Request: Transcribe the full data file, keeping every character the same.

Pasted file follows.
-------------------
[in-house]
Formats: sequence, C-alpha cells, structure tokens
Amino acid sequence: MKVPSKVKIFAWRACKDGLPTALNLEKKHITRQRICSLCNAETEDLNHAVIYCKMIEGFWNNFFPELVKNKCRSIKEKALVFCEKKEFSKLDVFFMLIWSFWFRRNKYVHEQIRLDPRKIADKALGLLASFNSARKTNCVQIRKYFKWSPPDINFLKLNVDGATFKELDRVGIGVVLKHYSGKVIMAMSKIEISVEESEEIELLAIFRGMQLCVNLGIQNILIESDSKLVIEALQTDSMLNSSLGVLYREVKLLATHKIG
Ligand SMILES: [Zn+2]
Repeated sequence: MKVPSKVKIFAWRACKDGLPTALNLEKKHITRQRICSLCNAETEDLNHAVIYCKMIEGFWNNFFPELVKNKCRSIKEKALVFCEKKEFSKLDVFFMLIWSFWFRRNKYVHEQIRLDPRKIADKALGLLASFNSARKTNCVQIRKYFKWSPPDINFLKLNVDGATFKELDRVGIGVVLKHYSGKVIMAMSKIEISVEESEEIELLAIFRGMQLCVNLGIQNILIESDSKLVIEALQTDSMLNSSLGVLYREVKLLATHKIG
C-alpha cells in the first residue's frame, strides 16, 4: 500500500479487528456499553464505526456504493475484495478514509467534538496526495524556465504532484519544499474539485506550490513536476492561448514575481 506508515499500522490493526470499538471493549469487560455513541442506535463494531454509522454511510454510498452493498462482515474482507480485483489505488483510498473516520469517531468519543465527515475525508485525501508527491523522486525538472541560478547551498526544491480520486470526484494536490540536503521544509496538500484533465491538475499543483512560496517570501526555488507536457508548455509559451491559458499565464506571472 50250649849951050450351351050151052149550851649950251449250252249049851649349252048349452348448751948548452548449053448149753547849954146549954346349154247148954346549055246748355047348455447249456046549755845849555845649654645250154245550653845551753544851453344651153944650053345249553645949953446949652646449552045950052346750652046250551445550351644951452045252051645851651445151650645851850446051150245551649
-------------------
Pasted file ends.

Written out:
[in-house]
Formats: sequence, C-alpha cells, structure tokens
Amino acid sequence: MKVPSKVKIFAWRACKDGLPTALNLEKKHITRQRICSLCNAETEDLNHAVIYCKMIEGFWNNFFPELVKNKCRSIKEKALVFCEKKEFSKLDVFFMLIWSFWFRRNKYVHEQIRLDPRKIADKALGLLASFNSARKTNCVQIRKYFKWSPPDINFLKLNVDGATFKELDRVGIGVVLKHYSGKVIMAMSKIEISVEESEEIELLAIFRGMQLCVNLGIQNILIESDSKLVIEALQTDSMLNSSLGVLYREVKLLATHKIG
Ligand SMILES: [Zn+2]
Repeated sequence: MKVPSKVKIFAWRACKDGLPTALNLEKKHITRQRICSLCNAETEDLNHAVIYCKMIEGFWNNFFPELVKNKCRSIKEKALVFCEKKEFSKLDVFFMLIWSFWFRRNKYVHEQIRLDPRKIADKALGLLASFNSARKTNCVQIRKYFKWSPPDINFLKLNVDGATFKELDRVGIGVVLKHYSGKVIMAMSKIEISVEESEEIELLAIFRGMQLCVNLGIQNILIESDSKLVIEALQTDSMLNSSLGVLYREVKLLATHKIG
C-alpha cells in the first residue's frame, strides 16, 4: 500500500479487528456499553464505526456504493475484495478514509467534538496526495524556465504532484519544499474539485506550490513536476492561448514575481 506508515499500522490493526470499538471493549469487560455513541442506535463494531454509522454511510454510498452493498462482515474482507480485483489505488483510498473516520469517531468519543465527515475525508485525501508527491523522486525538472541560478547551498526544491480520486470526484494536490540536503521544509496538500484533465491538475499543483512560496517570501526555488507536457508548455509559451491559458499565464506571472 50250649849951050450351351050151052149550851649950251449250252249049851649349252048349452348448751948548452548449053448149753547849954146549954346349154247148954346549055246748355047348455447249456046549755845849555845649654645250154245550653845551753544851453344651153944650053345249553645949953446949652646449552045950052346750652046250551445550351644951452045252051645851651445151650645851850446051150245551649